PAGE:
JenniferD (jooniperd) | 343 comments (though i did read somewhere that quindlen also loves the novel 'rebecca', so maybe it's just as simple as her paying tribute through the name of her character, rather than trying to invoke the classic novel? they are such different stories.)

message 21: by Val (new) - rated it 3 stars

Val Daphne du Maurier writes unsettling stories, Anna Quindlen writes cosy ones (based on this book). There is no comparison, although it is perfectly possible to enjoy both (and I do), I am more likely to remember the unsettling ones and forget the cosy the moment I close the book.

Diane Penny wrote: "Oh Val - I loved your 'poor feeble female brains' comment!!"

I loved that comment also and and also thought this book lightweight and non-memorable but enjoyable. I listened to it in the car and it was perfect for that - if you get into heavy traffic and miss something, no matter. you really haven't missed anything.

message 23: by Jayme (last edited Mar 02, 2015 04:10AM) (new) - rated it 4 stars

Jayme I am officially 4 months behind in our group reads :) I just finished this book and I really enjoyed it. I do agree that it doesn't seem to be like other Bailey's/Orange Prize selections, but is that bad? Where does it say that a prize contender has to be an uncomfortable depressing book? I needed a lighter topic after being bogged down with some torturously sad books lately and this book was perfect.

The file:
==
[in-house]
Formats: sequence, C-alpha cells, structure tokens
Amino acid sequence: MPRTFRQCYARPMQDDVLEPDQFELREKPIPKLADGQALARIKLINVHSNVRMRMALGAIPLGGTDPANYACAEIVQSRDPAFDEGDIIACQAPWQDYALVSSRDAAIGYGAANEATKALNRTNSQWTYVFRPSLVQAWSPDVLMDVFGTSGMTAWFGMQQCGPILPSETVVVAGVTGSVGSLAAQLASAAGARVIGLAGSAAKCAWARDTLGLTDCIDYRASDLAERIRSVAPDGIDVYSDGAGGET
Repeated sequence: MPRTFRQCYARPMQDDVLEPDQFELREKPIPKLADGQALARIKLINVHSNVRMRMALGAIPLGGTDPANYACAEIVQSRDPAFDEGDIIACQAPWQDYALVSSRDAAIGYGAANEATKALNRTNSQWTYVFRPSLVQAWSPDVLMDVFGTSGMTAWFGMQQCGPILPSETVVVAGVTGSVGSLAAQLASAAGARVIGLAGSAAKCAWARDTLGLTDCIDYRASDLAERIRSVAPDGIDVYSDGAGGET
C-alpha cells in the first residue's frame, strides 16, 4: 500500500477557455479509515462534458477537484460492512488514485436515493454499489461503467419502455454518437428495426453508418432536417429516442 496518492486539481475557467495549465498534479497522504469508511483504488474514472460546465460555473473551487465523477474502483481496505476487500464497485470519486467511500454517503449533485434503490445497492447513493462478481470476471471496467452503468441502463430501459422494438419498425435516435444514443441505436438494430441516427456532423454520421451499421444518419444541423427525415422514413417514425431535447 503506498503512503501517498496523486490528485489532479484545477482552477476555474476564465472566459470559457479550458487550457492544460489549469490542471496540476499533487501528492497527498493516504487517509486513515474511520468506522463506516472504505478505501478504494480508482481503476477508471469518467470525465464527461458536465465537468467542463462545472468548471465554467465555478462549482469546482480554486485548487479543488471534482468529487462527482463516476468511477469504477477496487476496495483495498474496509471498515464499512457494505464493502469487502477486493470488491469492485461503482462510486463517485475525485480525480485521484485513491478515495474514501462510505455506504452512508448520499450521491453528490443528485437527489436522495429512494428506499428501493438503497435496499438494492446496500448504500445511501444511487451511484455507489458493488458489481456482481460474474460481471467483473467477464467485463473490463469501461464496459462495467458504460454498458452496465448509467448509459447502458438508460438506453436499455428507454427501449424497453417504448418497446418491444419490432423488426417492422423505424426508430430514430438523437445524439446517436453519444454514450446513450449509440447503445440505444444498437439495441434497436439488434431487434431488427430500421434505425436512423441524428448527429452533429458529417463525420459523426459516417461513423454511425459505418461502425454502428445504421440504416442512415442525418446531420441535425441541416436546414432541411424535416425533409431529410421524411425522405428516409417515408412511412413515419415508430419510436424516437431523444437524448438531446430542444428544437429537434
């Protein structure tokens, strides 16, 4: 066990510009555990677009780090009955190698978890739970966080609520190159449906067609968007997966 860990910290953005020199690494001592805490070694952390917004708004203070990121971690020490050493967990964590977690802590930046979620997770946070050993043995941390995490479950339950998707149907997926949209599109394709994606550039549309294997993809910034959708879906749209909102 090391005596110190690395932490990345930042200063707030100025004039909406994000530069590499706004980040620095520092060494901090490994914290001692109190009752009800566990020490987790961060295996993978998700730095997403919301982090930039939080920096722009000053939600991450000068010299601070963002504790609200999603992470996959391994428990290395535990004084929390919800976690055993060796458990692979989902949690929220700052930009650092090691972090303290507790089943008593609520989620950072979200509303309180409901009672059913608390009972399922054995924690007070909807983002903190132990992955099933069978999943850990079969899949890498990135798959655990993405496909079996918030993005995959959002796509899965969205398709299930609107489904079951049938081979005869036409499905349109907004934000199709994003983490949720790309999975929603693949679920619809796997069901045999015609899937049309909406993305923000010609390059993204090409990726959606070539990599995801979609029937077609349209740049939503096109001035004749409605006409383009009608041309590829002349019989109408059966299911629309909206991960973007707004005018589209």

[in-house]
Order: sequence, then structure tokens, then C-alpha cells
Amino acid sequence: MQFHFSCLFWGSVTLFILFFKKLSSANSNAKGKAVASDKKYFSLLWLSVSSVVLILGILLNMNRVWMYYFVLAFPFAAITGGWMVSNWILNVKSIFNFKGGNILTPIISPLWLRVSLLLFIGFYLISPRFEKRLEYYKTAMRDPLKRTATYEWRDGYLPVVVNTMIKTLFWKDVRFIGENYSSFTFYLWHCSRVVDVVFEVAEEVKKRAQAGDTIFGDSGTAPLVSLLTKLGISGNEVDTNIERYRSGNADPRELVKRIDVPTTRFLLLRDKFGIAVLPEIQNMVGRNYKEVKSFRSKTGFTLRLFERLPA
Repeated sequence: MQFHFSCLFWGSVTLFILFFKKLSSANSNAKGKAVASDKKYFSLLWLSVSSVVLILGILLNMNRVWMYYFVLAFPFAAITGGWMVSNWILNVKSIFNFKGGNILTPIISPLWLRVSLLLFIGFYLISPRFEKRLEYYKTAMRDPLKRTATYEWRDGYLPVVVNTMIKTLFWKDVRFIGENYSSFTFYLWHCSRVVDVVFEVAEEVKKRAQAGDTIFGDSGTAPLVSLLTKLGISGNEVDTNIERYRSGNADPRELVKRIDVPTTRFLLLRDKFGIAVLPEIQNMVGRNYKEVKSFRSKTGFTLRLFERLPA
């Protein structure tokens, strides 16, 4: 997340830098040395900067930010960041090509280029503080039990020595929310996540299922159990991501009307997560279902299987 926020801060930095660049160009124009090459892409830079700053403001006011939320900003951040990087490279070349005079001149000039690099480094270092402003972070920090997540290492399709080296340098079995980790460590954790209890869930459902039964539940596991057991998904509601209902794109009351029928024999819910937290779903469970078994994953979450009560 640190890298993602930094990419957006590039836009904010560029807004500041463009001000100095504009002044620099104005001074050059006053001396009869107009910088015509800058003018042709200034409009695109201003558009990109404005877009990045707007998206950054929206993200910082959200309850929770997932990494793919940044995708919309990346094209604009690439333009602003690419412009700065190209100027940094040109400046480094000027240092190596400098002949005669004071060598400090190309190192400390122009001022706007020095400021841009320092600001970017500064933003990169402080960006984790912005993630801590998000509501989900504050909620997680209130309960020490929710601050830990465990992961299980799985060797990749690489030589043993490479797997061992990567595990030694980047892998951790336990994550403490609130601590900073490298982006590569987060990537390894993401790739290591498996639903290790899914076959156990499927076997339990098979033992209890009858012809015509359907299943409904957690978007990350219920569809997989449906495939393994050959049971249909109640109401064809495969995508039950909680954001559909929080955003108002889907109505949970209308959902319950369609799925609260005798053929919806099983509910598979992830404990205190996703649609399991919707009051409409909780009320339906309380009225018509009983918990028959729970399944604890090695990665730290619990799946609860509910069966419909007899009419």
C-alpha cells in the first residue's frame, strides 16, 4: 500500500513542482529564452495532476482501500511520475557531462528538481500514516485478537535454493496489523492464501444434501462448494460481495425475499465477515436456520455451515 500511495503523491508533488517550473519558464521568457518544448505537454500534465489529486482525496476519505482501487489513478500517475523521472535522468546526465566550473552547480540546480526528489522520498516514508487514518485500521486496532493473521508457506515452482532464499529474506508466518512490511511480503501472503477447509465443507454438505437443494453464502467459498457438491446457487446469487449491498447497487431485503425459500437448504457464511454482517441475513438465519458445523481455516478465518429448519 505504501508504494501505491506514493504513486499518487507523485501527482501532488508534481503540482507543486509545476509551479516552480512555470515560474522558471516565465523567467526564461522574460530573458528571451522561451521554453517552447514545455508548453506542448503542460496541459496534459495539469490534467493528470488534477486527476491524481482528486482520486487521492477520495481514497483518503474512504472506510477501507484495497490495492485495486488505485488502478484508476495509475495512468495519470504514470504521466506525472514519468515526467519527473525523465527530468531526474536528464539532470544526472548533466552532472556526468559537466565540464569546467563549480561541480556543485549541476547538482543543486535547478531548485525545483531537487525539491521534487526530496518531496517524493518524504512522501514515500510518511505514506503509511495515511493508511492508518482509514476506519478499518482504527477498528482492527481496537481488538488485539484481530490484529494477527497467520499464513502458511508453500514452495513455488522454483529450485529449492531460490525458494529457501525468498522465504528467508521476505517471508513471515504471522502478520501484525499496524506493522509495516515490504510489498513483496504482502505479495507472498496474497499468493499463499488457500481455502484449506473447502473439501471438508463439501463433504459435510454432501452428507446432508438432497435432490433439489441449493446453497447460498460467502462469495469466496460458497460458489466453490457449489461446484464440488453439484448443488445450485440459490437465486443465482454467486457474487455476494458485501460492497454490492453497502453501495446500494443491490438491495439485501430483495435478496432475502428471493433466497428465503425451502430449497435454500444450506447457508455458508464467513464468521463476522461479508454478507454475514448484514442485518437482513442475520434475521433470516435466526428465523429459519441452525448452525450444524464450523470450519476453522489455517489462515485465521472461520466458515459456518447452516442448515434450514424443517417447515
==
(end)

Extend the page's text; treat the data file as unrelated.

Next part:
message 24: by Penny (last edited Mar 06, 2015 12:58PM) (new)

Penny | 680 comments Mod
Jayme wrote: "I am officially 4 months behind in our group reads :) I just finished this book and I really enjoyed it. I do agree that it doesn't seem to be like other Bailey's/Orange Prize selections, but is th..."

You make a good point there - does a book have to be immensely heavy, intense and filled with angst to be good?!! I think there have been some great 'light-relief' books that are actually extremely well-written and do 'what they do' remarkably well. For me this book didnt do that though - it didnt hit the mark.
I have thoroughly enjoyed some of Maeve Binchy's books which some would class as light but for me had depth and variety and I can still remember some of them years after reading them. One of her books I had dreams about the characters - how weird is that!!

JenniferD (jooniperd) | 343 comments Jayme wrote: "I am officially 4 months behind in our group reads :) I just finished this book and I really enjoyed it. I do agree that it doesn't seem to be like other Bailey's/Orange Prize selections, but is th..."

it is a good questions, jayme. i think that so long as the writing is strong, i am a happy reader. i don't need all of my reads to be dark, heavy and depressing. (though literature does seem heavily skewed this way. something about happy families and unhappy families, it think. heh!) for me, though, i was disappointed with quindlen's book - i just felt the writing to be weak. so when i complained about it, it wasn't because of the story, necessarily. it was the writing i found 'light'. certainly (for me) when held up to the other nominees, it was a surprise inclusion on the list.